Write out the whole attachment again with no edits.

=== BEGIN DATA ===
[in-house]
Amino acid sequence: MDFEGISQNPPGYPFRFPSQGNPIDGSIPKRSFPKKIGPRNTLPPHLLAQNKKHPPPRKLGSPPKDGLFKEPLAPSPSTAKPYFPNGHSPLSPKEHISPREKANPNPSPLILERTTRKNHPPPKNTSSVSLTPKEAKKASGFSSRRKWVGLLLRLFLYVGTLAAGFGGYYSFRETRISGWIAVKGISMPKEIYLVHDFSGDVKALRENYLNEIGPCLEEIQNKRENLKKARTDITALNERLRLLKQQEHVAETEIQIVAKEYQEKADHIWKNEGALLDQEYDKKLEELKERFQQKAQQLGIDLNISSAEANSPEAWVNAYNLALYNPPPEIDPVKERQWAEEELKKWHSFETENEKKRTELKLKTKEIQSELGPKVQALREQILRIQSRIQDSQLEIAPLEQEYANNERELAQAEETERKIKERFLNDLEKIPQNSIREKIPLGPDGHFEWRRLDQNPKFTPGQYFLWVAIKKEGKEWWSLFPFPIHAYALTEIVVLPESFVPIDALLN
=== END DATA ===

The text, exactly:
[in-house]
Amino acid sequence: MDFEGISQNPPGYPFRFPSQGNPIDGSIPKRSFPKKIGPRNTLPPHLLAQNKKHPPPRKLGSPPKDGLFKEPLAPSPSTAKPYFPNGHSPLSPKEHISPREKANPNPSPLILERTTRKNHPPPKNTSSVSLTPKEAKKASGFSSRRKWVGLLLRLFLYVGTLAAGFGGYYSFRETRISGWIAVKGISMPKEIYLVHDFSGDVKALRENYLNEIGPCLEEIQNKRENLKKARTDITALNERLRLLKQQEHVAETEIQIVAKEYQEKADHIWKNEGALLDQEYDKKLEELKERFQQKAQQLGIDLNISSAEANSPEAWVNAYNLALYNPPPEIDPVKERQWAEEELKKWHSFETENEKKRTELKLKTKEIQSELGPKVQALREQILRIQSRIQDSQLEIAPLEQEYANNERELAQAEETERKIKERFLNDLEKIPQNSIREKIPLGPDGHFEWRRLDQNPKFTPGQYFLWVAIKKEGKEWWSLFPFPIHAYALTEIVVLPESFVPIDALLN